On its own that data isn’t worth very much because it’s not useful in its current form. If you want to make use of it, you’ll need to combine it with other data, like email receipts, web scraping, internal company metrics, etc.; then do some more processing, and package it up nicely so it can drive decisions. Similarly, if your raw material is natural gas, it’s only worth its fuel value unless we do something to it. Of course, most of the world’s natural gas is used for fuel, but we always have the option to upgrade its value.

For example, we could combine it with water (or, more accurately, steam) to produce a mixture of hydrogen and carbon monoxide (a mixture typically referred to as syngas). That mixture could then go on to make liquid fuels via Fischer-Tropsch synthesis, or it could be catalyzed to produce methanol (which is mostly converted into acetic acid, which is one of the most common precursors to paints, coatings, and adhesives—and, more abstractly, as the solvent used in the production of terephthalic acid, a precursor to the world’s most prolific single-use plastic: PET).

The similarities here are clear: a single raw material with a shared infrastructure undergoes processing by various parties, and it is ultimately transformed and combined to satisfy an ever increasing number of unique applications.

But there’s a difference between bits and atoms that we can’t ignore. At one level, the chemicals industry is using a small number of distinct feedstocks to make an insane variety of end products. Information businesses are tricky in this mode. In one sense they have just one feedstock, bits. In another sense, they have the most diverse feedstock, because every useful bit of information is its own unique thing. This is not the case with atoms—we're not just talking about electrons here, now we’re talking about protons and neutrons. So we end up with a finite number of feedstocks, leading to a larger number of intermediate material outputs, which themselves can be combined in an infinite number of ways.

And that ultimately ties the supply chains together. Raw materials tend to get exploited by their relative ease of extraction, so the fundamental cost of getting them goes up slowly over time. At the same time, extraction also gets more efficient for a given deposit; one reason known oil reserves have tended to go up over time is that more efficient drilling makes more deposits economical to use (higher prices also help here). So, over time, a shortage of a particular set of atoms turns itself into a shortage of bits about where the best deposits are located and what the best ways are to extract them. The two abstract supply chains are always entangled.

  1. You can add Joules to the model as described above, or you could model all of economic growth in terms of extracting and transforming energy up to about 1970—before we started selling electrons as bits, in the world where all energy was being directly applied to atoms (moving them in the case of transportation, transforming them in manufacturing, cooling them, etc.) ↩︎

  2. There are precedents for this: corporate R&D spending ramped up in the 1930s, when corporate profits were a political issue; there was, for example, a tax on corporate profits that weren't distributed as dividends for a while during this period. If a corporate capital allocator's model is that taxes fluctuate up and down over time, high taxes or the risk thereof are a subsidy to long-term R&D whose payoff might happen in a more friendly regulatory regime. ↩︎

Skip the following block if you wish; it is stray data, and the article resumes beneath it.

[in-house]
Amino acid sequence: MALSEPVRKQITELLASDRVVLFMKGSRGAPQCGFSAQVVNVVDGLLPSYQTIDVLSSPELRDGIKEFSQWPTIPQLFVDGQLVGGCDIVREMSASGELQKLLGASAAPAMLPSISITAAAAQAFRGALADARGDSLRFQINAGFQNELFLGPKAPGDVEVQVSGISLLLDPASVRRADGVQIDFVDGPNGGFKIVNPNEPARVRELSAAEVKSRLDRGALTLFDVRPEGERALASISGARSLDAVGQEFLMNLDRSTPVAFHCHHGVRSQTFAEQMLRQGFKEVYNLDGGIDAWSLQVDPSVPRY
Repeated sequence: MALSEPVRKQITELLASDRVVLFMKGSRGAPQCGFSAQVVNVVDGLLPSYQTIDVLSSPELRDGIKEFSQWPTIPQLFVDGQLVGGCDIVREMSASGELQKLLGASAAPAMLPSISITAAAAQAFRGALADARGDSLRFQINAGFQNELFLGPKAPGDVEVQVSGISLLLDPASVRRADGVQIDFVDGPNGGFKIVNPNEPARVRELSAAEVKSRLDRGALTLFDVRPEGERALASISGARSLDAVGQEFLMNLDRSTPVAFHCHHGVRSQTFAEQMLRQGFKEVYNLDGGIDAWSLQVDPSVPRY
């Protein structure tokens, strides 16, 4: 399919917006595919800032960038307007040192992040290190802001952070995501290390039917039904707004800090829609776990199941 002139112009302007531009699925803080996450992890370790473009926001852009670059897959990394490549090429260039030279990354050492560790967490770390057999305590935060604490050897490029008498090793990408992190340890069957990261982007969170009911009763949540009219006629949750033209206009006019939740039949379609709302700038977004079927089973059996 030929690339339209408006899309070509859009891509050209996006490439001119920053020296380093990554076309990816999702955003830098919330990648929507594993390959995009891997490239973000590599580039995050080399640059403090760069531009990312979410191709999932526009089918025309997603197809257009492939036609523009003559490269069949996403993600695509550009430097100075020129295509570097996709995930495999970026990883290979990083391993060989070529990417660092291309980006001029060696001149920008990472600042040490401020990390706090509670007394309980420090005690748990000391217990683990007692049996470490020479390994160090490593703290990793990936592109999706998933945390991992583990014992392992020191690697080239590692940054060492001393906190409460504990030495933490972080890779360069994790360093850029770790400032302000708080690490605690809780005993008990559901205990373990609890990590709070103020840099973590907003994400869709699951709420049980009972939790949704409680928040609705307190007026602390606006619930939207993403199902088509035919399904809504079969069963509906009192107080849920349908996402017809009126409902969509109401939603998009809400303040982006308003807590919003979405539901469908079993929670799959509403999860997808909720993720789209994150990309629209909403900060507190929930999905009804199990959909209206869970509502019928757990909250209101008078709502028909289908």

3. As in many other cases, there isn't a strict atoms-and-bits division in either case; refineries need plenty of software and human capital to operate at maximum efficiency, while Google needs to operate plenty of physical hardware to support the software business. Just like in other cases where a company has a comparative advantage at one thing and thus grows to the point that all of its problems come from things it's relatively worse at, any bits-first company will run into atom-limited scaling problems—witness cloud hyperscalers being slowed down by the unavailability of certain varieties of processed sand from Taiwan—while atoms-first companies need to navigate the efficient frontier between human supervision and full automation. ↩︎

  4. Unless we decentralize material production, which is interesting, but generally up against concepts like geometric scaling that have served atom-first companies well. In any case, it could be fun to explore decentralized material production as an argument for a CO2 based economy. In a future world where we want to transport matter, and energy is free, the best and cheapest shared infrastructure is the air, otherwise you’ll be stuck piping and separating at all endpoints. A world with cheaper transportation for humans, energy, and materials is a world where manufacturing is concentrated in the least desirable pieces of real estate that aren't actively uninhabitable. And even though this is a hypothetical world where manufacturing is far more efficient, it's also probably a world where, paradoxically, the services sector is even more dominant and cities are even more specialized: one estimate claims that roughly half of the space in a typical downtown is devoted to moving or storing cars, which means that cities that use this space more efficiently can support much higher density, and higher land prices. And while this will price more industries out, it will also mean that the survivors get even bigger agglomeration benefits. ↩︎